Hydroelectricity Impacts due to Glacial MeltingSwitzerland has been using this concerning transition in climate as a positive opportunity to develop new innovations and to change the ways that energy is being produced in the country. Switzerland depends on the use of hydroelectricity to power nearby communities, but as glaciers melt and stop refreezing, the melting that creates the energy ceases to exist. Researchers have been evaluating how the topography will change as the glaciers begin to decrease and they are looking more deeply into potential construction costs, energy production, and future problems they might encounter with these new developments. Switzerland is one of many countries that need to begin to think about the future of energy production in response to climate change. Switzerland is paving the way for a new wave of innovation and creative problem solving that the rest of the world will eventually need to follow.
Land elevationThe following table gives the surface area above 2000 m and 3000 m and the respective percentage on the total area of each canton whose high point is above 2000 metres.
Monitoring Glacial Changes Over TimePERMOS (The Swiss Permafrost Monitoring Network) is an operational monitoring service, and its main goal is to create long-term scientific documentation of the permafrost changes in the Swiss Alps. To accurately represent the current conditions of the Alps, the network records permafrost temperatures and thermal changes in boreholes, the bottom temperature of the snow cover, ground surface temperature, and the development of snow cover. The network additionally takes air photos periodically from selected areas. These monitoring strategies continue to develop as new research and data are recorded over time.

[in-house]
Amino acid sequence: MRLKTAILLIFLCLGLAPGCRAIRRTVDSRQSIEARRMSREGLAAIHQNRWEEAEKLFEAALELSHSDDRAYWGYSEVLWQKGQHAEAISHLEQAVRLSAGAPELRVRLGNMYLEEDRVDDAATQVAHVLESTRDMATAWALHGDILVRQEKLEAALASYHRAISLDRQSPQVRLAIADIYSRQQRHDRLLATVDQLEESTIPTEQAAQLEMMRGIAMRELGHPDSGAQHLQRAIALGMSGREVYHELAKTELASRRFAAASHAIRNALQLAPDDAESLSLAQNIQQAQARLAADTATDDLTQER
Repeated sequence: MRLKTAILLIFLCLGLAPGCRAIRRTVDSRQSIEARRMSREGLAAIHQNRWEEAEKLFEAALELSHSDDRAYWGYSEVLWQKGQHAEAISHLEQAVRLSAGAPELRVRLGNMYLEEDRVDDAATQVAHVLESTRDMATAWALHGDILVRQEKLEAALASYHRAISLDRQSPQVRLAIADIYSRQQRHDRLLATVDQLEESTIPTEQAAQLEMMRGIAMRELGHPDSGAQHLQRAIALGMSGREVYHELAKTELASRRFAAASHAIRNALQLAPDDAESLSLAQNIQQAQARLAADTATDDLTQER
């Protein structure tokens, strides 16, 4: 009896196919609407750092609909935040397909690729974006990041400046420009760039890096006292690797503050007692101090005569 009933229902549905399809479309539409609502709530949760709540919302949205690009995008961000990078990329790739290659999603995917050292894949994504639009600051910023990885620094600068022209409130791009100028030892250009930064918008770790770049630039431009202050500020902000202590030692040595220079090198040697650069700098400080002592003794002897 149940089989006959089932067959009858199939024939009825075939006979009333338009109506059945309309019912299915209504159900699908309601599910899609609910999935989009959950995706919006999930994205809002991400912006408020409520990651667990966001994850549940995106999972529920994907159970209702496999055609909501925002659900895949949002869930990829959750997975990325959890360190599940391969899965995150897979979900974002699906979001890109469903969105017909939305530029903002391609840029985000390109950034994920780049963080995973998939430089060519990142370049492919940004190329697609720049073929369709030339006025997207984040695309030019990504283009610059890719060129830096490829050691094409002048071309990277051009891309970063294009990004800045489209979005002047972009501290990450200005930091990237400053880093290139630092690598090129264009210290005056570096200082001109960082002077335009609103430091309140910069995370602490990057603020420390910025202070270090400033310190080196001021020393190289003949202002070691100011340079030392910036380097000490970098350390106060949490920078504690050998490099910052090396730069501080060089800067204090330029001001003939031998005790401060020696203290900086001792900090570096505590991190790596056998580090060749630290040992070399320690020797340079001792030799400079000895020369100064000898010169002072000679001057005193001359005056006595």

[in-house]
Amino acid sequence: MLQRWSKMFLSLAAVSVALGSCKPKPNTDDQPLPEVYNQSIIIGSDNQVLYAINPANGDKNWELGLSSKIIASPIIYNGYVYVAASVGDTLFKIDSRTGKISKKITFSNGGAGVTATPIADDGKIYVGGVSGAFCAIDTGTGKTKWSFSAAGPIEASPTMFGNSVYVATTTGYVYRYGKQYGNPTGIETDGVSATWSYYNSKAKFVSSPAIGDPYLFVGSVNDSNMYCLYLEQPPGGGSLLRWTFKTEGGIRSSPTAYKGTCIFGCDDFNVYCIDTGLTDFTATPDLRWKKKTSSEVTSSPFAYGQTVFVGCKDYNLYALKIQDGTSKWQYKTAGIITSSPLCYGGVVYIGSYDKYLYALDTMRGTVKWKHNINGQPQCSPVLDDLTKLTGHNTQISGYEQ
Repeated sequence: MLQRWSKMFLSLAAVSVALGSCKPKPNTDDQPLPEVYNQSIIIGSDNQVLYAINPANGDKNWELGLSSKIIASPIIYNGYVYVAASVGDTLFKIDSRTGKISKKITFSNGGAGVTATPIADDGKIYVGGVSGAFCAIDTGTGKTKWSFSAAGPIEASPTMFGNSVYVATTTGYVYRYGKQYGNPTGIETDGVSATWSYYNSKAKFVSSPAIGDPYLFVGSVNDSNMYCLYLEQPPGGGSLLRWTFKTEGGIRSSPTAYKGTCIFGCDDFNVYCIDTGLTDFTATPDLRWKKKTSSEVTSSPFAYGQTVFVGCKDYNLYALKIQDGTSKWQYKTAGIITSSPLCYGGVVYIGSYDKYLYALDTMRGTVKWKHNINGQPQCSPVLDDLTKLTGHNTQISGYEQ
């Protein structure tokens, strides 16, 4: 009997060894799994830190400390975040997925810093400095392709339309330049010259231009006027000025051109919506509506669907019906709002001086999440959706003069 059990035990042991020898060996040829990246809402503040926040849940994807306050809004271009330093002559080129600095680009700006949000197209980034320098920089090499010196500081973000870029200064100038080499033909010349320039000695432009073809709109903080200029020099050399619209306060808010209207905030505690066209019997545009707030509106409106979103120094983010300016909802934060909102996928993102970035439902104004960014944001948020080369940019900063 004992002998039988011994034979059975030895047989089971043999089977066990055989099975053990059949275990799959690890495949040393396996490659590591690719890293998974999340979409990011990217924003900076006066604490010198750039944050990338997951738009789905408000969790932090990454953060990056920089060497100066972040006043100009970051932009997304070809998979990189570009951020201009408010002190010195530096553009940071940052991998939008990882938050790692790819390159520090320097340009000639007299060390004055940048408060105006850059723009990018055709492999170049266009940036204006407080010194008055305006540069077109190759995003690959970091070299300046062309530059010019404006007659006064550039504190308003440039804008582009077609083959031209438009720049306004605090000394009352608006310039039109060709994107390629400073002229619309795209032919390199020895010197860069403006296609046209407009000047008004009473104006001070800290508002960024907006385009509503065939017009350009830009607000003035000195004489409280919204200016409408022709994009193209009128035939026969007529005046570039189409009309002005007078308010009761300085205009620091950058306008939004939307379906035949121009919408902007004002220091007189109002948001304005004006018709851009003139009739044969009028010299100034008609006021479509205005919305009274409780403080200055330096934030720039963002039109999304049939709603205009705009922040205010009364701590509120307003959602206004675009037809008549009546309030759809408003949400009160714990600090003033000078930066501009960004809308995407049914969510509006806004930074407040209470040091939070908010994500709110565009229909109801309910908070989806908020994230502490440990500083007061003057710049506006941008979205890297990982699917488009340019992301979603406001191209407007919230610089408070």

GeologyValley in the Bernese Alps, a deep U-shaped valley that resulted from erosion by glaciers The composition of the great tectonic units reflects the history of the formation of the Alps. The rocks from the Helvetic zone on the north and the Austroalpine nappes – Southern Alps (geology), Southern Alps on the south come originally from the European and African continent respectively. The rocks of the Penninic nappes belong to the former area of the Briançonnais microcontinent and the Tethys Ocean. The closure of the latter by subduction under the African plate (Piemont-Liguria Ocean, Piemont Ocean first and Valais Ocean later) preceded the collision between the two plates and the so-called alpine orogeny. The major thrust fault of the Glarus thrust, Tectonic Arena Sardona in the eastern Glarus Alps gives a visible illustration of mountain-building processes and was therefore declared a UNESCO World Heritage. Another fine example gives the Alpstein area with several visible upfolds of Helvetic zone material. With some exceptions, the Alps north of Rhône and Rhine are part of the Helvetic Zone and those on the south side are part of the Penninic nappes. The Austroalpine zone concerns almost only the Eastern Alps, with the notable exception of the Matterhorn. The last glaciations greatly transformed Switzerland's landscape. Many valleys of the Swiss Alps are U-shaped due to glacial erosion. During the maximum extension of the Würm glaciation (18,000 years ago) the glaciers completely covered the Swiss Plateau, before retreating and leaving remnants only in high mountain areas. In modern times the Aletsch Glacier in the western Bernese Alps is the largest and longest in the Alps, reaching a maximum depth of 900 meters at Konkordiaplatz. Along with the Fiescher Glacier, Fiescher and Aar Glaciers, the region became a UNESCO World Heritage Site in 2001. An effect of the retreat of the Rhine Glacier some 10,000 years ago was the Flims Rockslide, the biggest still visible landslide worldwide.